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“Home Loan” by cafecredit is licensed under CC BY 2.0

Tiffany from Hope Mills writes: How much money do I need in savings to buy a home? There are so many loan choices; how do I get started?

Tina says: Tiffany, thank you for your question. Deciding to buy a home can seem daunting, but don’t be discouraged.

When preparing to buy a home, the first thing many homebuyers do is look at the ads and listings on the internet. Before you call anyone, look at your savings. Determining how much money you have for a down payment and closing costs affects almost every aspect of buying a home – including how you write your offer, the loan programs you qualify for, and interest rates.

If you only have enough available for a minimum down payment, your choices of loan programs will be limited to only a few types of mortgages. If someone is giving you a gift for the down payment, your options are also limited. If you have enough for the down payment, but need the lender or seller to cover any part of your closing costs, this further limits your options. If you borrow the down payment from your 401K or retirement plan, different loan programs have different rules on how you qualify. Of course, if you have enough for a large down payment, then you have lots of choices.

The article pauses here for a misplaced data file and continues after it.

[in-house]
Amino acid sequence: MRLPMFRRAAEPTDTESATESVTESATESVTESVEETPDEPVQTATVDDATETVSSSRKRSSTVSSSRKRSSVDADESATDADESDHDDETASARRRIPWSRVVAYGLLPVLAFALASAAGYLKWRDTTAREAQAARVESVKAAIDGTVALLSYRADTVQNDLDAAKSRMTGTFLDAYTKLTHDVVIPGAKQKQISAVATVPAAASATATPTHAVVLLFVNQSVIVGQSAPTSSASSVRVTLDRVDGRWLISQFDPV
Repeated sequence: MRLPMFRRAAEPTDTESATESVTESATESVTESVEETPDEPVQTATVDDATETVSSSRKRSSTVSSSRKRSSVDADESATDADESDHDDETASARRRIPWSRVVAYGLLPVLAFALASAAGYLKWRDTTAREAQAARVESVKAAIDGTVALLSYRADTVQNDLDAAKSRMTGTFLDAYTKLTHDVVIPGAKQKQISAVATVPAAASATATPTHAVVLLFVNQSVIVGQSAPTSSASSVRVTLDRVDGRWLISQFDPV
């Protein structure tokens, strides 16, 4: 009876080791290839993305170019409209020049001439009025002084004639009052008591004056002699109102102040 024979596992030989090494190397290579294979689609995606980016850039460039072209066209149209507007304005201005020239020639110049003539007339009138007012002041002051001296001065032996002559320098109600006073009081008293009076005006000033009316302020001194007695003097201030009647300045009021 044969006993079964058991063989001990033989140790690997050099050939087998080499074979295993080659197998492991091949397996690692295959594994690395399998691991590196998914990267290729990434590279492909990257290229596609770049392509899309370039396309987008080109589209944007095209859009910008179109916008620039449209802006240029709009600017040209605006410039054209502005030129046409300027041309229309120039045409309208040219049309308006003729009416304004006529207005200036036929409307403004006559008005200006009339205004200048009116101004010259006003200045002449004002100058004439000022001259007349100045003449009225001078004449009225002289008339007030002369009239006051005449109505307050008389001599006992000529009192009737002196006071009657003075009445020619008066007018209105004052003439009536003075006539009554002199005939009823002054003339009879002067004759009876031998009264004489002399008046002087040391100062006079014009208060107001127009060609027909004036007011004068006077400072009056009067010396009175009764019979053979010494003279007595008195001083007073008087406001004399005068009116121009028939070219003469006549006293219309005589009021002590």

Loan choices include such programs as conventional fixed rate loans, adjustable rate mortgages, USDA, buydowns, VA, FHA, graduated payment mortgages, and more. To shop for interest rates, you need to have an idea of what your down payment will be. Some loan programs charge a slightly higher interest rate for minimal down payments. Interest rates for different loan programs are not all the same. The lender will be able to tell you which programs fit and quote rates accordingly.

Your down payment also affects how you write your offer to purchase. Your down payment information is written in the offer, and different loan programs have different rules that affect how you write it. This is especially important when dealing with, USDA, FHA, and VA loans. If you are asking the seller to pay closing costs, be certain your loan allows that. For smaller down payments, lenders allow the seller to pay less closing costs. Some loan programs will allow a seller to pay certain types of costs, but not others.

Finally, your down payment also affects your ability to qualify for a loan. When you make a small down payment, lenders may be fairly strict about having you conform to their underwriting guidelines. For larger down payments, they may make exceptions to the rules. As you can see, the down payment affects every choice you make when you buy a home. You should familiarize yourself with neighborhoods, learn about prices, and read as much as you can. However, when you get ready to take action, the first thing you should do is figure out how much money you have available for the purchase.

Written by Tina Dawson